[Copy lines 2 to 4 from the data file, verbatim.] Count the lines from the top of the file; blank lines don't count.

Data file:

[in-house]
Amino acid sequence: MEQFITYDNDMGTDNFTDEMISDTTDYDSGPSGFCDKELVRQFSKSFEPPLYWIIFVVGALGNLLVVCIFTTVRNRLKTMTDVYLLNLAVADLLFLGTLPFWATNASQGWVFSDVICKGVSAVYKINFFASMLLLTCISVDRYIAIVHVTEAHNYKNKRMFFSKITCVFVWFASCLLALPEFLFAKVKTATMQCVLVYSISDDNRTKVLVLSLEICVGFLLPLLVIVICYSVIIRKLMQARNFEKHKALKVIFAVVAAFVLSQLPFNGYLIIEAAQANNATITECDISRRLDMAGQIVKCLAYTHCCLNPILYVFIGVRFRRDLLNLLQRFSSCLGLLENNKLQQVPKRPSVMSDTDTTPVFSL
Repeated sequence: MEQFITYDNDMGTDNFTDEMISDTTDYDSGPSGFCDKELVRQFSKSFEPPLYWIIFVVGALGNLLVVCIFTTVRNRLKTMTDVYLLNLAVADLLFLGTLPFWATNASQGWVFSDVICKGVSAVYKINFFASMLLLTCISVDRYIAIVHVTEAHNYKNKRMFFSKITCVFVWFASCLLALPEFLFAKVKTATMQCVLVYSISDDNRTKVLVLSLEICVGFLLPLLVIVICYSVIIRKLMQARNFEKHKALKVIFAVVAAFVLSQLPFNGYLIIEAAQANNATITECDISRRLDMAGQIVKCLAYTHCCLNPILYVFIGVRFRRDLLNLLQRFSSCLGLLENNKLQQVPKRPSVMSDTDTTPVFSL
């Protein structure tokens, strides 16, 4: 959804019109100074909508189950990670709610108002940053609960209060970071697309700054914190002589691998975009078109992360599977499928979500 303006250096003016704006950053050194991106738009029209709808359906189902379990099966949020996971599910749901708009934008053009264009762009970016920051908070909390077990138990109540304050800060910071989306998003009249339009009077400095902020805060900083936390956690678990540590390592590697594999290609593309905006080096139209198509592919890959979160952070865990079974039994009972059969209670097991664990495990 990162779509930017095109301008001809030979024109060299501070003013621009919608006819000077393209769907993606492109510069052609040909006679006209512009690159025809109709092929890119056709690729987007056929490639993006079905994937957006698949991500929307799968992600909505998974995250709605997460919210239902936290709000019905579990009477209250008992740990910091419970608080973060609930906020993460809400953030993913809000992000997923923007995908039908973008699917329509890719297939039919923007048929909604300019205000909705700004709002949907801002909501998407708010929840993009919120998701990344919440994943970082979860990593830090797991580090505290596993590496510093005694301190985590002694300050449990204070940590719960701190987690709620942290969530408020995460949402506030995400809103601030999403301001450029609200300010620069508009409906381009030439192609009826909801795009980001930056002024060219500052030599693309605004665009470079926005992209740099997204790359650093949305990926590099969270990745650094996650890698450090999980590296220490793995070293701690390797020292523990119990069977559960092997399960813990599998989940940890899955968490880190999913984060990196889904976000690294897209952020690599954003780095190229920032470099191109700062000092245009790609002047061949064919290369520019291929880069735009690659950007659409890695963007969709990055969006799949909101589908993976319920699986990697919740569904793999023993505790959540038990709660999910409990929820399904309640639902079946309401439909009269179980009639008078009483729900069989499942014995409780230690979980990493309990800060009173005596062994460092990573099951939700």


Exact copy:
Amino acid sequence: MEQFITYDNDMGTDNFTDEMISDTTDYDSGPSGFCDKELVRQFSKSFEPPLYWIIFVVGALGNLLVVCIFTTVRNRLKTMTDVYLLNLAVADLLFLGTLPFWATNASQGWVFSDVICKGVSAVYKINFFASMLLLTCISVDRYIAIVHVTEAHNYKNKRMFFSKITCVFVWFASCLLALPEFLFAKVKTATMQCVLVYSISDDNRTKVLVLSLEICVGFLLPLLVIVICYSVIIRKLMQARNFEKHKALKVIFAVVAAFVLSQLPFNGYLIIEAAQANNATITECDISRRLDMAGQIVKCLAYTHCCLNPILYVFIGVRFRRDLLNLLQRFSSCLGLLENNKLQQVPKRPSVMSDTDTTPVFSL
Repeated sequence: MEQFITYDNDMGTDNFTDEMISDTTDYDSGPSGFCDKELVRQFSKSFEPPLYWIIFVVGALGNLLVVCIFTTVRNRLKTMTDVYLLNLAVADLLFLGTLPFWATNASQGWVFSDVICKGVSAVYKINFFASMLLLTCISVDRYIAIVHVTEAHNYKNKRMFFSKITCVFVWFASCLLALPEFLFAKVKTATMQCVLVYSISDDNRTKVLVLSLEICVGFLLPLLVIVICYSVIIRKLMQARNFEKHKALKVIFAVVAAFVLSQLPFNGYLIIEAAQANNATITECDISRRLDMAGQIVKCLAYTHCCLNPILYVFIGVRFRRDLLNLLQRFSSCLGLLENNKLQQVPKRPSVMSDTDTTPVFSL
């Protein structure tokens, strides 16, 4: 959804019109100074909508189950990670709610108002940053609960209060970071697309700054914190002589691998975009078109992360599977499928979500 303006250096003016704006950053050194991106738009029209709808359906189902379990099966949020996971599910749901708009934008053009264009762009970016920051908070909390077990138990109540304050800060910071989306998003009249339009009077400095902020805060900083936390956690678990540590390592590697594999290609593309905006080096139209198509592919890959979160952070865990079974039994009972059969209670097991664990495990 990162779509930017095109301008001809030979024109060299501070003013621009919608006819000077393209769907993606492109510069052609040909006679006209512009690159025809109709092929890119056709690729987007056929490639993006079905994937957006698949991500929307799968992600909505998974995250709605997460919210239902936290709000019905579990009477209250008992740990910091419970608080973060609930906020993460809400953030993913809000992000997923923007995908039908973008699917329509890719297939039919923007048929909604300019205000909705700004709002949907801002909501998407708010929840993009919120998701990344919440994943970082979860990593830090797991580090505290596993590496510093005694301190985590002694300050449990204070940590719960701190987690709620942290969530408020995460949402506030995400809103601030999403301001450029609200300010620069508009409906381009030439192609009826909801795009980001930056002024060219500052030599693309605004665009470079926005992209740099997204790359650093949305990926590099969270990745650094996650890698450090999980590296220490793995070293701690390797020292523990119990069977559960092997399960813990599998989940940890899955968490880190999913984060990196889904976000690294897209952020690599954003780095190229920032470099191109700062000092245009790609002047061949064919290369520019291929880069735009690659950007659409890695963007969709990055969006799949909101589908993976319920699986990697919740569904793999023993505790959540038990709660999910409990929820399904309640639902079946309401439909009269179980009639008078009483729900069989499942014995409780230690979980990493309990800060009173005596062994460092990573099951939700």